The trip up to Tahoe felt much longer than the two hours it took to get up there. But once I was there, I didn’t know what to expect. I could see glimpses of the lake, but couldn’t get a good feel for it until I made it to the park entrance and walked out to the shore.

Tahoe Shore

It was by far the most beautiful place I’ve been so far. I stayed a lot longer than I thought I would because I wanted to explore as much as I could. But I’ll let the pictures do most of the talking.

I stayed another day in Sacramento and then made my way toward the coast once again. The destination this time: Big Sur. I’ve heard so much about how beautiful Big Sur was and wanted to see it for myself. And, technically, I drove right through it.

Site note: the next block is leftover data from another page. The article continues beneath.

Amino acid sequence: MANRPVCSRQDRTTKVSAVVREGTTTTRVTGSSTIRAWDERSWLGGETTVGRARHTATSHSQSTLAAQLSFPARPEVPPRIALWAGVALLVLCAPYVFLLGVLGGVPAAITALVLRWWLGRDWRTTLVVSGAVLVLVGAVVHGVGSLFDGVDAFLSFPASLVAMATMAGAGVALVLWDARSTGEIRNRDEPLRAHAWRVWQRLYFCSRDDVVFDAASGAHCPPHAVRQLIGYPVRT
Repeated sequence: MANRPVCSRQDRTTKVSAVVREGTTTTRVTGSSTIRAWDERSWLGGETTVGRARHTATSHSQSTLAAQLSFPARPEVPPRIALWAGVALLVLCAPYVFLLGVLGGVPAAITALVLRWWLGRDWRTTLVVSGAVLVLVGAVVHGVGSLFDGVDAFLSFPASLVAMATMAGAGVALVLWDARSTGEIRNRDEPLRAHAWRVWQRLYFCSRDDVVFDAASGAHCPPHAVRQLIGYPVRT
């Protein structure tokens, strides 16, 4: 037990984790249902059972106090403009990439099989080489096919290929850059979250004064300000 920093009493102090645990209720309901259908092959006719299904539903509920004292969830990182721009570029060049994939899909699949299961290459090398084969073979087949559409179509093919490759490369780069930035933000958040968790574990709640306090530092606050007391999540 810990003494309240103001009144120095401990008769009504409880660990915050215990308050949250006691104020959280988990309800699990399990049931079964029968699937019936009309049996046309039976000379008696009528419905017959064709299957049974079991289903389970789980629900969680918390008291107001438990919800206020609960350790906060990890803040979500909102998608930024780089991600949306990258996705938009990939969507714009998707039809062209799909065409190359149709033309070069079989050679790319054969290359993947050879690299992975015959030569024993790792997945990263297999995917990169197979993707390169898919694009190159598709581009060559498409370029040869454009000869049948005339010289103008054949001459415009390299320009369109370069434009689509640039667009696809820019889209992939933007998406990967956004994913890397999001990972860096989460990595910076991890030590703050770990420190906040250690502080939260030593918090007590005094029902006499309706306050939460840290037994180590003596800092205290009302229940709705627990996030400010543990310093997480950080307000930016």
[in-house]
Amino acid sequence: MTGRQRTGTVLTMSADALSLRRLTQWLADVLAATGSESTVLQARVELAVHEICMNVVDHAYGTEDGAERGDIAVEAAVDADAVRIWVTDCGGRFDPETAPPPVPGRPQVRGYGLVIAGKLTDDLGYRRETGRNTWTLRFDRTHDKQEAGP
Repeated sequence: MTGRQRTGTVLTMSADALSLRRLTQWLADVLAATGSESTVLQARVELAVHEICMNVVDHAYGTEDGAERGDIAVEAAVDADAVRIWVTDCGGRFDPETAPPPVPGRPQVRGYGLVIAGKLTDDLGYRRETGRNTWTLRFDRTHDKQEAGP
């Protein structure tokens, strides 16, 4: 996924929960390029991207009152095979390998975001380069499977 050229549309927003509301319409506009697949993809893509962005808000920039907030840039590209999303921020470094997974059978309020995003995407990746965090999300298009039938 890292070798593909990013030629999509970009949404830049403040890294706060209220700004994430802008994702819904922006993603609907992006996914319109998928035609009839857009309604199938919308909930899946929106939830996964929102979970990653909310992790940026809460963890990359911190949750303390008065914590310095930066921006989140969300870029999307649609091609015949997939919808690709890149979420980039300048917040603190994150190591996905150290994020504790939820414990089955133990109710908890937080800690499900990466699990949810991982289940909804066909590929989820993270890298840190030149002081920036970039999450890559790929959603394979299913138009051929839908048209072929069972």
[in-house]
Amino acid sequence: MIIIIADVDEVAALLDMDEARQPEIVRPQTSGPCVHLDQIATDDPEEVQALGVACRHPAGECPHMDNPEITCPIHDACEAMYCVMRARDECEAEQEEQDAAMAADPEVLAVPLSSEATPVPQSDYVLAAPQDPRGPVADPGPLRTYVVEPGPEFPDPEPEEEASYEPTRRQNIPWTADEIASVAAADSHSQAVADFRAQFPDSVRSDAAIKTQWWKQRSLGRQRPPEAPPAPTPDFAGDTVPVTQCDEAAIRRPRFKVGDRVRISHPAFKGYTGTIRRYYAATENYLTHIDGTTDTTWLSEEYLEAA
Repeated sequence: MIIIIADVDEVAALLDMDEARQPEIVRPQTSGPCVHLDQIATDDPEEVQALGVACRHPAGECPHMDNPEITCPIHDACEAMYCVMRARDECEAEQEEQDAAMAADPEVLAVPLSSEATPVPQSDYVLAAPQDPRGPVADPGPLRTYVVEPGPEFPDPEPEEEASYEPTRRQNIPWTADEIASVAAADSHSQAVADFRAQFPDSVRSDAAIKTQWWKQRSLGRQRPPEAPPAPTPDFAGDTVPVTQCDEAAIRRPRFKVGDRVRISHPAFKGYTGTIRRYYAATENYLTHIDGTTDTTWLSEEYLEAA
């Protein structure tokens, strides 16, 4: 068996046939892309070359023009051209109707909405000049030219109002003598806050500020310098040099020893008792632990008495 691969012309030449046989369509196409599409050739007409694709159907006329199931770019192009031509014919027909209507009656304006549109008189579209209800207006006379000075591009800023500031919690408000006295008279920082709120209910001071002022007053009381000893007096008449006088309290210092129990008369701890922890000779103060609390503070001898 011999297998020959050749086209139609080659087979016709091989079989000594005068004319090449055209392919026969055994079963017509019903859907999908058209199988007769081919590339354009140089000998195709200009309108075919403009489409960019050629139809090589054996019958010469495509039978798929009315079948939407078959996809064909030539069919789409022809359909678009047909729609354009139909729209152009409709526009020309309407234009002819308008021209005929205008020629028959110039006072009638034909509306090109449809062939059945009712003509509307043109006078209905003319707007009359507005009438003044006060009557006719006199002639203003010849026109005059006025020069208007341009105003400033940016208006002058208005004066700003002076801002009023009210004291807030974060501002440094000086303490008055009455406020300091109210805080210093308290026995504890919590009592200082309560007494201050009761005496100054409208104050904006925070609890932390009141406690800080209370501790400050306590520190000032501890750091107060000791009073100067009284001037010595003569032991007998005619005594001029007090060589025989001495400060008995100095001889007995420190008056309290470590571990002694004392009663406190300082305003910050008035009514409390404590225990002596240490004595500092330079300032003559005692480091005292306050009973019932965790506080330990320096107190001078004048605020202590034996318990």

My phone GPS lost signal and didn’t make it clear as to where I was supposed to turn off at. So I drove past a little inn and some shops, and then I was back in the woods. Big Sur gone. I have tried to avoid quick turnarounds and such, trying to take care of my car. So I drove on. I figured I would have other opportunities to see some amazing sights on the coastal drive.

I headed south and drove for miles along the ocean, trying to find a perfect spot. I wanted to watch the sunset from the coast and finally found it, about a half-hour before the sun finally set.

Ocean Grass

I sat on the edge of a cliff, watching the sunset with only the sound of the crashing waves below me. I almost feel guilty getting to have all these experiences over and over in such short succession. It’s not generally supposed to be this way. I’m very lucky. I’ll close with some additional photos.